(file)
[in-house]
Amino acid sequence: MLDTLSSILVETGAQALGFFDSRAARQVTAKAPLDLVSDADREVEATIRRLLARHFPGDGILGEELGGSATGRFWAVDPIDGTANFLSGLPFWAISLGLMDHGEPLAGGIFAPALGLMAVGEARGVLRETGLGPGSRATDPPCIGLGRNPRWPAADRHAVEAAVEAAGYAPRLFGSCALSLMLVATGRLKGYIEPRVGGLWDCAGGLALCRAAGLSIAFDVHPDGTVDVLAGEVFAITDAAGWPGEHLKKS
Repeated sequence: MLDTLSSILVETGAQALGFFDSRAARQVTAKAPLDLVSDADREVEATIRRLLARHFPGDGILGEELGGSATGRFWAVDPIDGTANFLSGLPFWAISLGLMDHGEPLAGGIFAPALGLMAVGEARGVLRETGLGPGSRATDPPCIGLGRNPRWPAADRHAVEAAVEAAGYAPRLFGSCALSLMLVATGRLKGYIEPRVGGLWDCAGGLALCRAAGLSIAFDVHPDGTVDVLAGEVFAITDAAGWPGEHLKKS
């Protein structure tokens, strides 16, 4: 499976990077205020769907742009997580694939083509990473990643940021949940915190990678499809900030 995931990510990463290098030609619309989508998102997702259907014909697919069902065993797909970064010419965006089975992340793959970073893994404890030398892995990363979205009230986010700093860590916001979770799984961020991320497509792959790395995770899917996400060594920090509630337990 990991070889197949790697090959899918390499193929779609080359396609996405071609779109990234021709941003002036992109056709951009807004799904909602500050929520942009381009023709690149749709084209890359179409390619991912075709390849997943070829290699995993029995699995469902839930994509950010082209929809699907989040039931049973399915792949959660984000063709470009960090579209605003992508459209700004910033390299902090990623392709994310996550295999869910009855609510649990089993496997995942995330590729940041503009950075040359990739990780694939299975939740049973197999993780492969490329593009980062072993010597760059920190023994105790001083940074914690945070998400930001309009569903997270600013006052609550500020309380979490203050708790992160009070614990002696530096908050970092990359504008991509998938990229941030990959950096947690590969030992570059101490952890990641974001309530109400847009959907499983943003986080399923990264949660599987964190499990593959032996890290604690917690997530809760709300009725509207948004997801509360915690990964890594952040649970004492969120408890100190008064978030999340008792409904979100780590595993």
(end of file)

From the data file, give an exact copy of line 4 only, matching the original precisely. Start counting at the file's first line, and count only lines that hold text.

């Protein structure tokens, strides 16, 4: 499976990077205020769907742009997580694939083509990473990643940021949940915190990678499809900030 995931990510990463290098030609619309989508998102997702259907014909697919069902065993797909970064010419965006089975992340793959970073893994404890030398892995990363979205009230986010700093860590916001979770799984961020991320497509792959790395995770899917996400060594920090509630337990 990991070889197949790697090959899918390499193929779609080359396609996405071609779109990234021709941003002036992109056709951009807004799904909602500050929520942009381009023709690149749709084209890359179409390619991912075709390849997943070829290699995993029995699995469902839930994509950010082209929809699907989040039931049973399915792949959660984000063709470009960090579209605003992508459209700004910033390299902090990623392709994310996550295999869910009855609510649990089993496997995942995330590729940041503009950075040359990739990780694939299975939740049973197999993780492969490329593009980062072993010597760059920190023994105790001083940074914690945070998400930001309009569903997270600013006052609550500020309380979490203050708790992160009070614990002696530096908050970092990359504008991509998938990229941030990959950096947690590969030992570059101490952890990641974001309530109400847009959907499983943003986080399923990264949660599987964190499990593959032996890290604690917690997530809760709300009725509207948004997801509360915690990964890594952040649970004492969120408890100190008064978030999340008792409904979100780590595993």